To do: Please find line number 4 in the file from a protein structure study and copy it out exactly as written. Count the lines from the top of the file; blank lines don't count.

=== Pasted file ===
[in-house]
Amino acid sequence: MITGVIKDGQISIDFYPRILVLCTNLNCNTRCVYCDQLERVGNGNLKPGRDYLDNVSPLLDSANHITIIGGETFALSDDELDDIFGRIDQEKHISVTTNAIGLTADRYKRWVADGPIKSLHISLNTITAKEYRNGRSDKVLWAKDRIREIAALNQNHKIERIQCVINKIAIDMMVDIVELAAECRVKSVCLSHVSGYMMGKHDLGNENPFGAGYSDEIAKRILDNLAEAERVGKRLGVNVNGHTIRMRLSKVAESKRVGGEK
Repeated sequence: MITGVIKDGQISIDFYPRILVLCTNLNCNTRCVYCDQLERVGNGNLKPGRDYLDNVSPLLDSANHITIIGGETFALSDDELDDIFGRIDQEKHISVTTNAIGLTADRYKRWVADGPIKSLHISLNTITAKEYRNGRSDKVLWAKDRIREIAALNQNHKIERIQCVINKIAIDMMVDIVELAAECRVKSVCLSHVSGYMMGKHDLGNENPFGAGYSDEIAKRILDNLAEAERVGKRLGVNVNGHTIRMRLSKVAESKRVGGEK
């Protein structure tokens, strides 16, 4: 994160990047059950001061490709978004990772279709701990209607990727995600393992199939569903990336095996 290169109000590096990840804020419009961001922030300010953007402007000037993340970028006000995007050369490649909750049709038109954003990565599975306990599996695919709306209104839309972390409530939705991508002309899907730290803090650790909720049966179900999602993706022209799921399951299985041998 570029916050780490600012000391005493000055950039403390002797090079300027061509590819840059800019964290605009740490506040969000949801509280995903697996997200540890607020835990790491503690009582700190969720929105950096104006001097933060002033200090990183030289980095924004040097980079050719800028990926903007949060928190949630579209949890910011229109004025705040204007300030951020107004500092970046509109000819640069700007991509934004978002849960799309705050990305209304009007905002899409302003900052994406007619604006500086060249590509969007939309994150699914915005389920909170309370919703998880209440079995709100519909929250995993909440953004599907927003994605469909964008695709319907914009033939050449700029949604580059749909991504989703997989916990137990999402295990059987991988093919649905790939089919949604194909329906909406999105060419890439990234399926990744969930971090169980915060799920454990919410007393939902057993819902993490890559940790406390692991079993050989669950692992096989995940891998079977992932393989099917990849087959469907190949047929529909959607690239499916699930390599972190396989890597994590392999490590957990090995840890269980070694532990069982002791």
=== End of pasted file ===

């Protein structure tokens, strides 16, 4: 994160990047059950001061490709978004990772279709701990209607990727995600393992199939569903990336095996 290169109000590096990840804020419009961001922030300010953007402007000037993340970028006000995007050369490649909750049709038109954003990565599975306990599996695919709306209104839309972390409530939705991508002309899907730290803090650790909720049966179900999602993706022209799921399951299985041998 570029916050780490600012000391005493000055950039403390002797090079300027061509590819840059800019964290605009740490506040969000949801509280995903697996997200540890607020835990790491503690009582700190969720929105950096104006001097933060002033200090990183030289980095924004040097980079050719800028990926903007949060928190949630579209949890910011229109004025705040204007300030951020107004500092970046509109000819640069700007991509934004978002849960799309705050990305209304009007905002899409302003900052994406007619604006500086060249590509969007939309994150699914915005389920909170309370919703998880209440079995709100519909929250995993909440953004599907927003994605469909964008695709319907914009033939050449700029949604580059749909991504989703997989916990137990999402295990059987991988093919649905790939089919949604194909329906909406999105060419890439990234399926990744969930971090169980915060799920454990919410007393939902057993819902993490890559940790406390692991079993050989669950692992096989995940891998079977992932393989099917990849087959469907190949047929529909959607690239499916699930390599972190396989890597994590392999490590957990090995840890269980070694532990069982002791």